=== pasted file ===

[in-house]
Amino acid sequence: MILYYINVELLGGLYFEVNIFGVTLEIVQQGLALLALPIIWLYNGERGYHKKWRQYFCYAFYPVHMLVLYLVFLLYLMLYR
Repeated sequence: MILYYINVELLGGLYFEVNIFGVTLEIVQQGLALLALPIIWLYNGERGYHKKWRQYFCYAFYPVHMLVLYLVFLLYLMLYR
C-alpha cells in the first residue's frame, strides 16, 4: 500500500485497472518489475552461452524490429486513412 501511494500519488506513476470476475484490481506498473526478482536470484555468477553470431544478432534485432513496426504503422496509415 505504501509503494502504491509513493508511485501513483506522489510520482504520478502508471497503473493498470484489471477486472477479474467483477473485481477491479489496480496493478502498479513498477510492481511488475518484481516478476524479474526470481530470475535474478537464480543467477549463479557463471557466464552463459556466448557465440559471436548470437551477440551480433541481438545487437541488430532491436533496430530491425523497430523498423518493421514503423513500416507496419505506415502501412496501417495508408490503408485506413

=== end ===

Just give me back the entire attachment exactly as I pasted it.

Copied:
[in-house]
Amino acid sequence: MILYYINVELLGGLYFEVNIFGVTLEIVQQGLALLALPIIWLYNGERGYHKKWRQYFCYAFYPVHMLVLYLVFLLYLMLYR
Repeated sequence: MILYYINVELLGGLYFEVNIFGVTLEIVQQGLALLALPIIWLYNGERGYHKKWRQYFCYAFYPVHMLVLYLVFLLYLMLYR
C-alpha cells in the first residue's frame, strides 16, 4: 500500500485497472518489475552461452524490429486513412 501511494500519488506513476470476475484490481506498473526478482536470484555468477553470431544478432534485432513496426504503422496509415 505504501509503494502504491509513493508511485501513483506522489510520482504520478502508471497503473493498470484489471477486472477479474467483477473485481477491479489496480496493478502498479513498477510492481511488475518484481516478476524479474526470481530470475535474478537464480543467477549463479557463471557466464552463459556466448557465440559471436548470437551477440551480433541481438545487437541488430532491436533496430530491425523497430523498423518493421514503423513500416507496419505506415502501412496501417495508408490503408485506413